Do you have people on your team who are constantly saying that their life sucks?
In the book Tribal Leadership, authors Dave Logan, John King, and Halee Fischer-Wright talk about how to engage someone like this. According to them, this “my life sucks / others have it better than me” stage is a natural progression of personal development. They acknowledge some people are stuck there for life by circumstance, but they contend that most people don’t need to be.
The key insight into this stage is building on the fact that the person accepts that life is better for others than it is for them, as opposed to “life sucks for everyone.” The “life sucks for everyone” stage is another, even lower stage that requires a different approach. However, if they think and act like life is better for other people, but not for them, then we can build on this. We can help them see that there are things that they can do to move towards that better life they see for others and that they desire.
Here are their tips:
- Encourage the person to make friends with others in the workplace, breaking out of their current (likely negative) peer group.
- Encourage the person to form relationships and receive mentoring from high-performing and supportive individuals willing to share with them. (Many high performers are willing to play this role and are engaged by doing this. This has been my experience and the experience of the book’s authors.)
- Coach the person one-on-one, focusing on what you see as their strengths. In other words, help them see the good in themselves while pointing out the things that are holding them back without being overly negative.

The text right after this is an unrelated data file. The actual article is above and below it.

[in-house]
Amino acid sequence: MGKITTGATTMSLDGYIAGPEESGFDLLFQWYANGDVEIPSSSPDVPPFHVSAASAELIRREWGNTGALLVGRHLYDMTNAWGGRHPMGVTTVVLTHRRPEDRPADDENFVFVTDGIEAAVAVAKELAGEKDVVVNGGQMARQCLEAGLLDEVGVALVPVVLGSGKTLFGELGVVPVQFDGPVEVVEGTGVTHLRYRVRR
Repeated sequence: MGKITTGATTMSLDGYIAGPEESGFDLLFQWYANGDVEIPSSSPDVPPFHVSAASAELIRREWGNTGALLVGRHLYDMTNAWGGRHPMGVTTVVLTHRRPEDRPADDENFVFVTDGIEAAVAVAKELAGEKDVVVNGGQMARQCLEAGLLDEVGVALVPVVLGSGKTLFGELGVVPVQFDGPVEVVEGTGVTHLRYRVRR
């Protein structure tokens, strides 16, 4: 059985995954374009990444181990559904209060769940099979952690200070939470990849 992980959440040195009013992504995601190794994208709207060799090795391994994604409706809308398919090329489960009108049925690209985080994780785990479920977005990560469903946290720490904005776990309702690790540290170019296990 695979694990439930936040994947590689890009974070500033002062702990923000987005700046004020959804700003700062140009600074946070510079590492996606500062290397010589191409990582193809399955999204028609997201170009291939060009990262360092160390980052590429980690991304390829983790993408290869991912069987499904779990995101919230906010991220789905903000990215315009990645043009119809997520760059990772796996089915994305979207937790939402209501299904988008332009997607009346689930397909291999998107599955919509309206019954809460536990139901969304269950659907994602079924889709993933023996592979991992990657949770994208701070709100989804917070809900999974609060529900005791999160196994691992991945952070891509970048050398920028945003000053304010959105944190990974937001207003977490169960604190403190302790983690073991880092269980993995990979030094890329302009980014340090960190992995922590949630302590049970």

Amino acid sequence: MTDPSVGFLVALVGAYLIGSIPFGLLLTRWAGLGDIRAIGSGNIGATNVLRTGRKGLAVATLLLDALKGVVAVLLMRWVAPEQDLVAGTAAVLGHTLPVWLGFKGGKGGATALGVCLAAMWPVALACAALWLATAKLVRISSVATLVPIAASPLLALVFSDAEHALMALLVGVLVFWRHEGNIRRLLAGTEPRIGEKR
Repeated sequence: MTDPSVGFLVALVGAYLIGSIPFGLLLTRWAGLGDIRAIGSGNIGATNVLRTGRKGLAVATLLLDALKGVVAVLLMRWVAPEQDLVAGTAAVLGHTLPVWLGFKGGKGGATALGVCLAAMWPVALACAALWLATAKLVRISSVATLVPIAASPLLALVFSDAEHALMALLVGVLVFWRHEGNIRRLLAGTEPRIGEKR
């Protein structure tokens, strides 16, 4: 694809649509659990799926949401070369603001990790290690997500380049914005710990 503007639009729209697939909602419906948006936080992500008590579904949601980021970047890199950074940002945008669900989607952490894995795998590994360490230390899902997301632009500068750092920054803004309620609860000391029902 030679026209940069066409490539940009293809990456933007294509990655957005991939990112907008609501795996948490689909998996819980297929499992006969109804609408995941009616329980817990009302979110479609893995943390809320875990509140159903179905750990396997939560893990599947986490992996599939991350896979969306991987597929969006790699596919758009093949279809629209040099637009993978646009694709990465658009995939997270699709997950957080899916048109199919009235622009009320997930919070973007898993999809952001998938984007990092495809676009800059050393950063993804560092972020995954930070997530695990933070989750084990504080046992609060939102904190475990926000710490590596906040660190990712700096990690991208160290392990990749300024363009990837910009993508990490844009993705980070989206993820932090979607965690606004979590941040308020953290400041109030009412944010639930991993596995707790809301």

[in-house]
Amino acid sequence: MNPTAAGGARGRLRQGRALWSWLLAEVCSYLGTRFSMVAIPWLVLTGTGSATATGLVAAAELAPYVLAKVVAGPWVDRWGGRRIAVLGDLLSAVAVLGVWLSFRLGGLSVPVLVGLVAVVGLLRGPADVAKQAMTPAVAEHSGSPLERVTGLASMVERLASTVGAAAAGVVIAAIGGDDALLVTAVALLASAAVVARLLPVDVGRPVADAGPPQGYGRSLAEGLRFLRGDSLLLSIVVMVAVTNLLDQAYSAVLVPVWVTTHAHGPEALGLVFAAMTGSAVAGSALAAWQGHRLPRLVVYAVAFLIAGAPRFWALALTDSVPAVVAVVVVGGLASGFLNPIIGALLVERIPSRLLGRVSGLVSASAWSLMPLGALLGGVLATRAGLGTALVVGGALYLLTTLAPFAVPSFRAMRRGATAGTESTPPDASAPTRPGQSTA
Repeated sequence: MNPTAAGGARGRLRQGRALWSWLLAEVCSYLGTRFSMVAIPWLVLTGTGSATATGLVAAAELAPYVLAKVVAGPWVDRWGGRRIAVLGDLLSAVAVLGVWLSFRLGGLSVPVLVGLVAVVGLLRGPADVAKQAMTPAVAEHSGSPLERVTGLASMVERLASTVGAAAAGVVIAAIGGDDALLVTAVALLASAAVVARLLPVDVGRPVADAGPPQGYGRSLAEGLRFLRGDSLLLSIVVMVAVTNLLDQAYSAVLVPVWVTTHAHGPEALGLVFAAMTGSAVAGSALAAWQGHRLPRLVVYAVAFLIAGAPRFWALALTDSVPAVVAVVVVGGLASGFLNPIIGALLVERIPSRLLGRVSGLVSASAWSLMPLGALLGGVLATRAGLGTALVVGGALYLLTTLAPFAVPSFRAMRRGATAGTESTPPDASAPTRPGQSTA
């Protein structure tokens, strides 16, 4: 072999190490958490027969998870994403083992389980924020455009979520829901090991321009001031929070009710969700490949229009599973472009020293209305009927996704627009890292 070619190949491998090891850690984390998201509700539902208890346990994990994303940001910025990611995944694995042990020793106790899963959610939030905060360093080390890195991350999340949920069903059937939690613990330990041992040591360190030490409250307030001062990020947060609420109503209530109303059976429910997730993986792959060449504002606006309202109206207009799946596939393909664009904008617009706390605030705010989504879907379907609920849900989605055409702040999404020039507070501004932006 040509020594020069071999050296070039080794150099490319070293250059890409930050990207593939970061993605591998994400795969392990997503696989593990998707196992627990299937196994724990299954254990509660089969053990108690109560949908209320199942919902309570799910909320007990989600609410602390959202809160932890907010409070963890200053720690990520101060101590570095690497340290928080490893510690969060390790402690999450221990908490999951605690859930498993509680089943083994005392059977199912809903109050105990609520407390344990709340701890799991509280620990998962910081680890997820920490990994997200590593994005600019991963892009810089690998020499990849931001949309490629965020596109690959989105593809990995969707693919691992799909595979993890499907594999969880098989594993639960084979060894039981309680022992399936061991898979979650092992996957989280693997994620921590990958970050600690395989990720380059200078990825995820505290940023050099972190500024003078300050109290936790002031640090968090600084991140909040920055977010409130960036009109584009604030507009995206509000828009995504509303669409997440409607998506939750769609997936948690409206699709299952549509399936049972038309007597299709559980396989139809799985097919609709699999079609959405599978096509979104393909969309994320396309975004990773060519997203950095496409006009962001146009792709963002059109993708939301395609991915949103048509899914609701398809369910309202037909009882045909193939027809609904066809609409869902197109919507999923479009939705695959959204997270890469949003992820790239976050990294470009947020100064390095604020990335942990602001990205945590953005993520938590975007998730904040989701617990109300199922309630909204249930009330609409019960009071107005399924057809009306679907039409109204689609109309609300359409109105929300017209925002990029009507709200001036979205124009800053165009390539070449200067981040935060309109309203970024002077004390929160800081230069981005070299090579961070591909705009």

- Assign the person projects that they can do in a short time based on their strengths—projects that will not require excessive follow-up or nagging.
Some of this may seem like pandering to your underperformer. If you feel this way, let that feeling go. That feeling of “people need to prove themselves before I spend too much time on them” will condemn your “my life sucks” staff member to this stage forever. The first move is yours. All the tips above are designed to help the person see that their life does not need to suck. We are exposing them to other people and to new experiences that hopefully start them down the road of seeing that if they change their outlook, if they focus on what they can improve and let go of what they can’t control, that they can have a better life.
All of these tips support my most basic beliefs about leading and coaching, in particular that showing someone we care about them and adjusting our approach based on who they are and where they are in life, are the most important things we can do to help someone improve. If you have ever had success at this, you know that there is no better feeling in the world.